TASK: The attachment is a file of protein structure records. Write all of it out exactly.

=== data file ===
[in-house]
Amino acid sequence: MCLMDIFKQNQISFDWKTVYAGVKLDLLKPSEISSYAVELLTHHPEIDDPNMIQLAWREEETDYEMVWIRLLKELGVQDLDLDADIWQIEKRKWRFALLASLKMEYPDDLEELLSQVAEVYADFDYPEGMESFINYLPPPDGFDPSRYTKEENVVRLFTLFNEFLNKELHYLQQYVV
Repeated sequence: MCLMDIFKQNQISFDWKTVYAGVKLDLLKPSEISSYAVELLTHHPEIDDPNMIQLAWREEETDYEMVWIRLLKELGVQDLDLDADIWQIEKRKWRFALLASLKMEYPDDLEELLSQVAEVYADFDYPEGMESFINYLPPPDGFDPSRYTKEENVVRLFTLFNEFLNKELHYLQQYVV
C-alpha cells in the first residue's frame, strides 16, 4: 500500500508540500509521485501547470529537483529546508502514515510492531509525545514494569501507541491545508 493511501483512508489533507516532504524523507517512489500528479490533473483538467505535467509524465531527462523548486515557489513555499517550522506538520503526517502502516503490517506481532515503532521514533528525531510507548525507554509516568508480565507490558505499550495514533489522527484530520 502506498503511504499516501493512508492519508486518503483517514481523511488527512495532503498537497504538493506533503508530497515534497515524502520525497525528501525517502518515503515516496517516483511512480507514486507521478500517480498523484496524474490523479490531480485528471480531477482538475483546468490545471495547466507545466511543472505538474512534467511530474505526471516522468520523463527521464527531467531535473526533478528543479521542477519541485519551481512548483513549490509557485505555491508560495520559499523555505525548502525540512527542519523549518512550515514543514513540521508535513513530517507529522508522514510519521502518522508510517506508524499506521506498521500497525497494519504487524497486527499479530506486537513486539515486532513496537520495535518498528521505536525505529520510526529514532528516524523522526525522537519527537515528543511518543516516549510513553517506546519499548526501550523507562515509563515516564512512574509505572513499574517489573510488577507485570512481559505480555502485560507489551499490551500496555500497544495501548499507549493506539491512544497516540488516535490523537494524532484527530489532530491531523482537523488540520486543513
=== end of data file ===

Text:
[in-house]
Amino acid sequence: MCLMDIFKQNQISFDWKTVYAGVKLDLLKPSEISSYAVELLTHHPEIDDPNMIQLAWREEETDYEMVWIRLLKELGVQDLDLDADIWQIEKRKWRFALLASLKMEYPDDLEELLSQVAEVYADFDYPEGMESFINYLPPPDGFDPSRYTKEENVVRLFTLFNEFLNKELHYLQQYVV
Repeated sequence: MCLMDIFKQNQISFDWKTVYAGVKLDLLKPSEISSYAVELLTHHPEIDDPNMIQLAWREEETDYEMVWIRLLKELGVQDLDLDADIWQIEKRKWRFALLASLKMEYPDDLEELLSQVAEVYADFDYPEGMESFINYLPPPDGFDPSRYTKEENVVRLFTLFNEFLNKELHYLQQYVV
C-alpha cells in the first residue's frame, strides 16, 4: 500500500508540500509521485501547470529537483529546508502514515510492531509525545514494569501507541491545508 493511501483512508489533507516532504524523507517512489500528479490533473483538467505535467509524465531527462523548486515557489513555499517550522506538520503526517502502516503490517506481532515503532521514533528525531510507548525507554509516568508480565507490558505499550495514533489522527484530520 502506498503511504499516501493512508492519508486518503483517514481523511488527512495532503498537497504538493506533503508530497515534497515524502520525497525528501525517502518515503515516496517516483511512480507514486507521478500517480498523484496524474490523479490531480485528471480531477482538475483546468490545471495547466507545466511543472505538474512534467511530474505526471516522468520523463527521464527531467531535473526533478528543479521542477519541485519551481512548483513549490509557485505555491508560495520559499523555505525548502525540512527542519523549518512550515514543514513540521508535513513530517507529522508522514510519521502518522508510517506508524499506521506498521500497525497494519504487524497486527499479530506486537513486539515486532513496537520495535518498528521505536525505529520510526529514532528516524523522526525522537519527537515528543511518543516516549510513553517506546519499548526501550523507562515509563515516564512512574509505572513499574517489573510488577507485570512481559505480555502485560507489551499490551500496555500497544495501548499507549493506539491512544497516540488516535490523537494524532484527530489532530491531523482537523488540520486543513